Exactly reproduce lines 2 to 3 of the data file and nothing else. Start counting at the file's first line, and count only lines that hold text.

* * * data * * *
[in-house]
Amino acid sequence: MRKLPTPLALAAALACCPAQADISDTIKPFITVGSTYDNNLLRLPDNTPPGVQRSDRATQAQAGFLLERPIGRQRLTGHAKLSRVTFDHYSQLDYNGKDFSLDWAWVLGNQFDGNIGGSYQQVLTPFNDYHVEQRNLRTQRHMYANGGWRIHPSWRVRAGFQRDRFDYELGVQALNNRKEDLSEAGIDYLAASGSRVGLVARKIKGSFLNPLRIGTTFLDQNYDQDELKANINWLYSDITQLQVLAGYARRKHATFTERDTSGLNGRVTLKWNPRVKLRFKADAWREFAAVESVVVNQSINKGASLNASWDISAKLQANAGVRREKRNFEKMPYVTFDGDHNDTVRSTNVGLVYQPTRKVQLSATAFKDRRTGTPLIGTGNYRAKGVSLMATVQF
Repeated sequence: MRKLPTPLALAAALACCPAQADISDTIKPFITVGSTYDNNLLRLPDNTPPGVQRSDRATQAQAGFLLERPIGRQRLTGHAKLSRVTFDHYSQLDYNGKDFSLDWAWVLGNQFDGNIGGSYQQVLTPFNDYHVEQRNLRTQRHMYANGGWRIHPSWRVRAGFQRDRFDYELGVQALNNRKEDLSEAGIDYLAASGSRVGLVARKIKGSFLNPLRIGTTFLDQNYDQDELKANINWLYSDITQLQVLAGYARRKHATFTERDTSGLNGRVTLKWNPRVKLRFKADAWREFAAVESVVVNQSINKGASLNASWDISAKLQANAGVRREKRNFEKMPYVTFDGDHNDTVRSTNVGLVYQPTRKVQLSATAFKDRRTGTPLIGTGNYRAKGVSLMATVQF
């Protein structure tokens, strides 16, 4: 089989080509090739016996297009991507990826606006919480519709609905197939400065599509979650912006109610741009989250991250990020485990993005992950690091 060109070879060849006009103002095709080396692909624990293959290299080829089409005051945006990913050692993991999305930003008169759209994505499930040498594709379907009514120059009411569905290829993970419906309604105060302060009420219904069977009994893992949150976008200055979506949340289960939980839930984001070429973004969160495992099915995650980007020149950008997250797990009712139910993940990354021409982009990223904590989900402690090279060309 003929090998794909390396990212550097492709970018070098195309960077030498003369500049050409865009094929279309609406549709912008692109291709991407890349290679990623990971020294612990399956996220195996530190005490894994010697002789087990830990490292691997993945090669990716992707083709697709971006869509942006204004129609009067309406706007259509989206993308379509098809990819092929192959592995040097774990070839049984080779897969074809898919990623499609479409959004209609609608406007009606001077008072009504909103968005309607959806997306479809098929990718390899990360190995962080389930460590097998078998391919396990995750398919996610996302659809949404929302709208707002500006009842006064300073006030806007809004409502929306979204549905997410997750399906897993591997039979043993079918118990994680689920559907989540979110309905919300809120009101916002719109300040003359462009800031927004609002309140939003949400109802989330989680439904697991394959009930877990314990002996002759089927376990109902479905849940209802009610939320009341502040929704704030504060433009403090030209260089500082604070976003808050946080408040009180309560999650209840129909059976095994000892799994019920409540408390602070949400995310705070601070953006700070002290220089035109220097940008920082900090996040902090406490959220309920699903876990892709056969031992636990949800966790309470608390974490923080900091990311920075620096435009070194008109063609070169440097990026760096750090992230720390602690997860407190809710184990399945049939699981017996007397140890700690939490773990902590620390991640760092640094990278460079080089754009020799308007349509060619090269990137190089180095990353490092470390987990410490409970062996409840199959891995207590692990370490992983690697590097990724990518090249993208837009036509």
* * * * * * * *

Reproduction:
Amino acid sequence: MRKLPTPLALAAALACCPAQADISDTIKPFITVGSTYDNNLLRLPDNTPPGVQRSDRATQAQAGFLLERPIGRQRLTGHAKLSRVTFDHYSQLDYNGKDFSLDWAWVLGNQFDGNIGGSYQQVLTPFNDYHVEQRNLRTQRHMYANGGWRIHPSWRVRAGFQRDRFDYELGVQALNNRKEDLSEAGIDYLAASGSRVGLVARKIKGSFLNPLRIGTTFLDQNYDQDELKANINWLYSDITQLQVLAGYARRKHATFTERDTSGLNGRVTLKWNPRVKLRFKADAWREFAAVESVVVNQSINKGASLNASWDISAKLQANAGVRREKRNFEKMPYVTFDGDHNDTVRSTNVGLVYQPTRKVQLSATAFKDRRTGTPLIGTGNYRAKGVSLMATVQF
Repeated sequence: MRKLPTPLALAAALACCPAQADISDTIKPFITVGSTYDNNLLRLPDNTPPGVQRSDRATQAQAGFLLERPIGRQRLTGHAKLSRVTFDHYSQLDYNGKDFSLDWAWVLGNQFDGNIGGSYQQVLTPFNDYHVEQRNLRTQRHMYANGGWRIHPSWRVRAGFQRDRFDYELGVQALNNRKEDLSEAGIDYLAASGSRVGLVARKIKGSFLNPLRIGTTFLDQNYDQDELKANINWLYSDITQLQVLAGYARRKHATFTERDTSGLNGRVTLKWNPRVKLRFKADAWREFAAVESVVVNQSINKGASLNASWDISAKLQANAGVRREKRNFEKMPYVTFDGDHNDTVRSTNVGLVYQPTRKVQLSATAFKDRRTGTPLIGTGNYRAKGVSLMATVQF